[by Tanja] London is the place to be and even more so with a must-see expo. David Hockney is calling.
Still frustrated about missing his last exhibition ‘A bigger picture’ in 2013, this was not about to happen again with the largest retrospective ever of this Yorkshire artist. Reason enough for a 24h visit of this vivid metropole.
Tate Britain London honors Hockney for his 80th birthday (July) with this spectacular tribute. I am truly a great admirer of his work. Not too surprising, being an illustrator myself. So let’s take a long, long look from up close.
David Hockney, man of colours
I fell in love with Hockney after seeing the fantastic tv documentary ‘The bigger picture’ (2011). Capturing the period of three years when he leaves California to return to his native Yorkshire. An intelligent and quirky man who immediately appealed to me with his colorful paintings and his typical sense of British humor. It is safe to say that he is one of the most popular and influential British artists of the 20th century.
The exhibition in Tate Britain gathers an extensive selection of David Hockney’s most famous works. Celebrating his achievements in painting, drawing, print, photography and video covers as many as six decades.
A major part of his work is illustrative and water – swimming pools in particular – is a recurrent theme. Hockney’s work stands out because of his use of vibrant colours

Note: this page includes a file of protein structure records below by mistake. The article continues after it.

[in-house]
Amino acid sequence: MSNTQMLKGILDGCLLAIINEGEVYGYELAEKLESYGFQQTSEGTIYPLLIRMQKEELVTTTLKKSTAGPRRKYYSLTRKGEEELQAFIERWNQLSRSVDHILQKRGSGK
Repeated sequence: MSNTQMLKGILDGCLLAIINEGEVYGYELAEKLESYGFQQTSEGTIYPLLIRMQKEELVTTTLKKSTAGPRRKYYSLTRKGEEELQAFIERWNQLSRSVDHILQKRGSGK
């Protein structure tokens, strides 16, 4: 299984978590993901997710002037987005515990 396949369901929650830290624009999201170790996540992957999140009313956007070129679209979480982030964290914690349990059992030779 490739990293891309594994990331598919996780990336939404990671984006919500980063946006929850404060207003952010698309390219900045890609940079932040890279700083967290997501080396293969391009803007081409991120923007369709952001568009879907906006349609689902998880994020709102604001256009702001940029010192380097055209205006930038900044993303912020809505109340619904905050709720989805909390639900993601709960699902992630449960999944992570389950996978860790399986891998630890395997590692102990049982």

Age is just a number
Tate’s lead curator in modern British art, Chris Stephens, says that Hockney has “an amazing imagination and love of life” and that his paintings are “brilliantly-coloured and affirmative”.
Hockney is still painting and despite the fact that he approaches his 80th birthday, he continues to change his style and ways of working. Embracing new technologies as he goes. From portraits and images of Los Angeles’ swimming pools, from drawings and photography to Yorkshire landscapes. This exhibition clearly shows that in also his most recent paintings – some of which have never be seen before in public – the roots of each new direction lay in the work that came before.
A once-in-a-lifetime opportunity to see these unforgettable works together. You have one month left, until May 29. If you have a chance, go and I’m sure that you love this expo just as much as I did. See now or regret later.
Tate Britain Museum London book tickets online
Ps. A girl gotta eat as well: from Tate Britain it takes a lovely half hour walk along The Thames to end up at restaurant The Ivy. With its classic and cosy interior, has been a firm fixture on London’s dining and social scene since its foundation in 1917. Lunchtime!